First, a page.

Memory and Learning in Intellectual Disability

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1 Citation (Scopus)

Abstract

Within cognitive domains, memory is one of the most investigated processes in people with intellectual disability (ID), and studies have documented severe deficits in its functioning. Data indicate that memory impairment is not homogeneous across all individuals with ID, but it is related to the specific etiology of ID.The chapter reviewed literature on memory and learning in individuals with ID considering memory as multicomponential, enlisting multiple cognitive functions, and changing over developmental time. The profiles of memory and learning exhibited by well-defined etiological groups of neurodevelopmental disorders, as Williams syndrome (WS) and Down syndrome (DS), were analyzed.In studies on DS, a widespread deficit in the explicit domain of long-term memory (LTM) compared to the implicit one was demonstrated, while studies on WS have showed more mixed results. Regarding the implicit LTM domain, there is evidence of an opposite implicit LTM profiles in individuals with DS (relatively preserved) and with WS (relatively impaired), indicating that the assumed proficient implicit LTM abilities cannot be confirmed in all individuals with ID.Results on short-term memory (STM) and working memory (WM) also showed peaks and valleys in profiles related to specific etiologies of ID and even the relationship between STM and WM, and academic achievement differs according to the different etiologies of ID.In conclusion, differential patterns of memory abilities are documented across different etiological groups of individuals with ID, and the irregularities in the memory profile may reflect discrepancies in the maturation of different cerebral networks linked to a specific genotype.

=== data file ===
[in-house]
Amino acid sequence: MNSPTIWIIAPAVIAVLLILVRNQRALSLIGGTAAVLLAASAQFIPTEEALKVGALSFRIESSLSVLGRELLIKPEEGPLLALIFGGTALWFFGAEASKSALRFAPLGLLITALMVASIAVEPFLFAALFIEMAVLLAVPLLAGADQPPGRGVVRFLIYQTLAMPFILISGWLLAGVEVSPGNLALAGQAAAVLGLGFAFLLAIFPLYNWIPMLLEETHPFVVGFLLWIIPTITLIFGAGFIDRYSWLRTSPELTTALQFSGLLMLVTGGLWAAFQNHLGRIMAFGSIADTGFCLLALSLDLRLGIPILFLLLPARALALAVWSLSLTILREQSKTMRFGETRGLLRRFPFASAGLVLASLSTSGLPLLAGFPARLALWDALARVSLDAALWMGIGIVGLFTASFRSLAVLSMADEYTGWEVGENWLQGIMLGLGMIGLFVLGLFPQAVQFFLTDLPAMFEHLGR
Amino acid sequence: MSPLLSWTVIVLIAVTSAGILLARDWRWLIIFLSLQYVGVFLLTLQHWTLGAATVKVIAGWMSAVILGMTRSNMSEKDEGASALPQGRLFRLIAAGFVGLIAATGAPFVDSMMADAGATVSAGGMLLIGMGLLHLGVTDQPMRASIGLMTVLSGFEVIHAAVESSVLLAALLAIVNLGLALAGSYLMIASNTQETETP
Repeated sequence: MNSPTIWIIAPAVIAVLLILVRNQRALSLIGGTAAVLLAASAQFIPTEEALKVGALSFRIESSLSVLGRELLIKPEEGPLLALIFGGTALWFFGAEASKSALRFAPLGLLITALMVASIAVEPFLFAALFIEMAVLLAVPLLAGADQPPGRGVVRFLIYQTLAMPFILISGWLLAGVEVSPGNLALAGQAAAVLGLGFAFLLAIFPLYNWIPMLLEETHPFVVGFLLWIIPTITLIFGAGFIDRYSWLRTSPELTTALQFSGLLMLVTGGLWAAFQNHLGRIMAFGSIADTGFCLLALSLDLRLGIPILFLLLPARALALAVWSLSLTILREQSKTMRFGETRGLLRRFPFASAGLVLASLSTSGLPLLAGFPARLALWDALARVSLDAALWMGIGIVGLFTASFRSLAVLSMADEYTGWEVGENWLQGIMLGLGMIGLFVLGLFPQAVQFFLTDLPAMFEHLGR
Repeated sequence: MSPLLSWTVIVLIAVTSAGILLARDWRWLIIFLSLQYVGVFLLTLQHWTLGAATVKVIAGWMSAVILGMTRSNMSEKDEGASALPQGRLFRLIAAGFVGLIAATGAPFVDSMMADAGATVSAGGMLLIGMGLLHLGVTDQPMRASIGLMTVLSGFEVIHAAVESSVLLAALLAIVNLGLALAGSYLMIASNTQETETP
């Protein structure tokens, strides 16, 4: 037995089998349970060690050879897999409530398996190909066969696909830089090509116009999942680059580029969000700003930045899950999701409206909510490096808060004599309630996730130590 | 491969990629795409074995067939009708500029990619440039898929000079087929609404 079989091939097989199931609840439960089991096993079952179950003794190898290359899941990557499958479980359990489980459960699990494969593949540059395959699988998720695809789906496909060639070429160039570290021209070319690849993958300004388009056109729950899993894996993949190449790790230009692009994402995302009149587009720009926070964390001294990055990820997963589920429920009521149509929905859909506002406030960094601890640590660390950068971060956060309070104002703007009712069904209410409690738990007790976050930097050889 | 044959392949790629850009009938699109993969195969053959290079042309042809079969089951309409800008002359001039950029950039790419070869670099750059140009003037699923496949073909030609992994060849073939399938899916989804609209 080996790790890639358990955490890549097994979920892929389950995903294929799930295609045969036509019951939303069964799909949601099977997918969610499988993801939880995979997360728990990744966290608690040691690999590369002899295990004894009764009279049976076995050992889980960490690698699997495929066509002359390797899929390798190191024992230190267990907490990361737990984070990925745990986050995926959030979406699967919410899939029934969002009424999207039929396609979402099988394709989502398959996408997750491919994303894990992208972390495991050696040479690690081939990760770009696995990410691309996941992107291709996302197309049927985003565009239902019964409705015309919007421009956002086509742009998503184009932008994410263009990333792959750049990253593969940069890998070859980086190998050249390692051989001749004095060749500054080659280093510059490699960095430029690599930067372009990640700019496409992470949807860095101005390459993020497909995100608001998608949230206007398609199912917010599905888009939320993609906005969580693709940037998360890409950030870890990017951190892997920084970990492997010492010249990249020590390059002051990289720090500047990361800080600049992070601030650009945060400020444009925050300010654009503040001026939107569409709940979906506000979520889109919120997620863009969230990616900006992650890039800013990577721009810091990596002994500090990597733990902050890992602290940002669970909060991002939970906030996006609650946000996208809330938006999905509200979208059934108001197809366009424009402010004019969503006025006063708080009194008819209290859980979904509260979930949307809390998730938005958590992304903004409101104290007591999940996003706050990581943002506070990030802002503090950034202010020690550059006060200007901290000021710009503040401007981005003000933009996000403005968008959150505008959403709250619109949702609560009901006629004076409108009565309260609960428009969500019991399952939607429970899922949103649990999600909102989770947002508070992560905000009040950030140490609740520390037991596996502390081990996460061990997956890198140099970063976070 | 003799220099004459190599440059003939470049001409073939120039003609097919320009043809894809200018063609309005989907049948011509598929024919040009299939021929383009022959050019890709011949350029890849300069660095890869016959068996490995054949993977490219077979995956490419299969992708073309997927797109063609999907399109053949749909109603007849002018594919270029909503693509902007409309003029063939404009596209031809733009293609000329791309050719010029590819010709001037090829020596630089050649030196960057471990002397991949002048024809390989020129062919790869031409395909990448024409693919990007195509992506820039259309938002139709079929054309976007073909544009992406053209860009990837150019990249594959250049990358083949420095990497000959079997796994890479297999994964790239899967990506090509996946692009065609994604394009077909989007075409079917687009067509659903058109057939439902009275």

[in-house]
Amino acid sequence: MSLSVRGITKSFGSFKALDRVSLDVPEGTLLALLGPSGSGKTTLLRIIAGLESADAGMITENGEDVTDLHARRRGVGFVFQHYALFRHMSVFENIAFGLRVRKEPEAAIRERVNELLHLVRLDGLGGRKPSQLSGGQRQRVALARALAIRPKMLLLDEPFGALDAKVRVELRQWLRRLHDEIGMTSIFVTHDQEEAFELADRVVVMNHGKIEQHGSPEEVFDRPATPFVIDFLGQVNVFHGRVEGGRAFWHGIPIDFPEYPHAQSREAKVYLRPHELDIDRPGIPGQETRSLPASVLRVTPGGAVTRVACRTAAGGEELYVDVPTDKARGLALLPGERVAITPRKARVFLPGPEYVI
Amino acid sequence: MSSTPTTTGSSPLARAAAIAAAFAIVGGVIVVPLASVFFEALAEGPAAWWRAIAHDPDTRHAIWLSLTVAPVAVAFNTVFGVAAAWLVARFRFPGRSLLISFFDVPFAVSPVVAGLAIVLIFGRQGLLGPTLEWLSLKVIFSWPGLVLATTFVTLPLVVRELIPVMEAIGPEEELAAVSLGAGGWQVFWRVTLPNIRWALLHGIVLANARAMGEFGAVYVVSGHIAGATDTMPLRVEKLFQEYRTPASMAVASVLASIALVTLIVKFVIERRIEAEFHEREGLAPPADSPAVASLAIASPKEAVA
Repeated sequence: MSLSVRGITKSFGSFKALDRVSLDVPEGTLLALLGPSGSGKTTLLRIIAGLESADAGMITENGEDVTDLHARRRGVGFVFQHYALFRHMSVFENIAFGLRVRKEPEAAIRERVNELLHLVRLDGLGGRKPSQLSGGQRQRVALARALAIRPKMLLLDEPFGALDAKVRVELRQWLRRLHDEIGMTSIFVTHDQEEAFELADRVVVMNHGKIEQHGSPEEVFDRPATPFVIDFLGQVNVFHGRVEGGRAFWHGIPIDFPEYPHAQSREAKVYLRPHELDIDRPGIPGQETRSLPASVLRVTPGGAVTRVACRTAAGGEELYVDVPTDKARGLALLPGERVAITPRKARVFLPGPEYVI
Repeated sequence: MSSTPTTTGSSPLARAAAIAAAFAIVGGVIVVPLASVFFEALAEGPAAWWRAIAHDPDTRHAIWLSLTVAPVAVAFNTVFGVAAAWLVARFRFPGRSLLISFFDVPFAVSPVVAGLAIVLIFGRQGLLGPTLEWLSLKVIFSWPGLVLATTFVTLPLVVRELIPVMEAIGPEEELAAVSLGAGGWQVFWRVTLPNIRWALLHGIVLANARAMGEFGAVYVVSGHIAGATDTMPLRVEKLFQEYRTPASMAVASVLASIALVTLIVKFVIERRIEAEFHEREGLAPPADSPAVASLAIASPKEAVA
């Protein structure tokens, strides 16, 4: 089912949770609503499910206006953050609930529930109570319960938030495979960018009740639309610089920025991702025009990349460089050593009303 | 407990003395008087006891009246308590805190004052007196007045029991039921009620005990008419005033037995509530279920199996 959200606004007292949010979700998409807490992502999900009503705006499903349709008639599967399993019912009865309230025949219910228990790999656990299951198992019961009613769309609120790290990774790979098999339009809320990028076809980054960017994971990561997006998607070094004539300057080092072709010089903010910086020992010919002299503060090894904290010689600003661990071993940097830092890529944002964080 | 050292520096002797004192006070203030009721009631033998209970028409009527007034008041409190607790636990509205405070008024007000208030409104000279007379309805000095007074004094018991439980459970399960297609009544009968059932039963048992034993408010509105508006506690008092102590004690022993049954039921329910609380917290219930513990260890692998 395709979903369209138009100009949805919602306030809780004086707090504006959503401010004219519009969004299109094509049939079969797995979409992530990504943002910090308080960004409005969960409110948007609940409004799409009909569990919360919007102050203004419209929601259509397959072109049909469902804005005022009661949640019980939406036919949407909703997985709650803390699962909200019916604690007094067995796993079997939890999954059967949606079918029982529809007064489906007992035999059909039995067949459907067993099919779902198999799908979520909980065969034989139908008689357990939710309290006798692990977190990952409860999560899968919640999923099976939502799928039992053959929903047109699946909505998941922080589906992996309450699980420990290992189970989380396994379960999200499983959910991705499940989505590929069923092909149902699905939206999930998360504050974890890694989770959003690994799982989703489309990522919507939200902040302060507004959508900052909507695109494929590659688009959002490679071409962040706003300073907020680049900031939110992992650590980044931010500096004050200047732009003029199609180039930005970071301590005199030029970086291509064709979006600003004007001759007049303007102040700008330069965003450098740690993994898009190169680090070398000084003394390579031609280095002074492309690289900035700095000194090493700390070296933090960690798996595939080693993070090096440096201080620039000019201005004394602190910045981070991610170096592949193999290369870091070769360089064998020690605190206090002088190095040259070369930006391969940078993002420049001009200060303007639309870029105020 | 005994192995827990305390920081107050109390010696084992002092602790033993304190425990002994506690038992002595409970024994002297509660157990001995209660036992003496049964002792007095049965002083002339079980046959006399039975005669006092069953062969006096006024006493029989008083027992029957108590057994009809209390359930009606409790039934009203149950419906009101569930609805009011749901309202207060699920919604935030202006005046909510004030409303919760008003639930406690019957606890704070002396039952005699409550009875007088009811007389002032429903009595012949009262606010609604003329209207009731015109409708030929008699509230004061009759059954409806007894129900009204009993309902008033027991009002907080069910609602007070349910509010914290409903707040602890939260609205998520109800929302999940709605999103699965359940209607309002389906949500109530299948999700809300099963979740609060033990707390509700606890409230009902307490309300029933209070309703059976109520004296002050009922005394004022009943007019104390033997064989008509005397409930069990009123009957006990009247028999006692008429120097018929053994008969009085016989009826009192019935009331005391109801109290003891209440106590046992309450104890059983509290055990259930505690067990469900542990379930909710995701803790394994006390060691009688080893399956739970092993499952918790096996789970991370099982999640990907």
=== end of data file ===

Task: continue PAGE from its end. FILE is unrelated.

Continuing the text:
Original languageEnglish
JournalInternational Review of Research in Developmental Disabilities
DOIs
Publication statusAccepted/In press - 2016

Fingerprint

Intellectual Disability
Learning
Long-Term Memory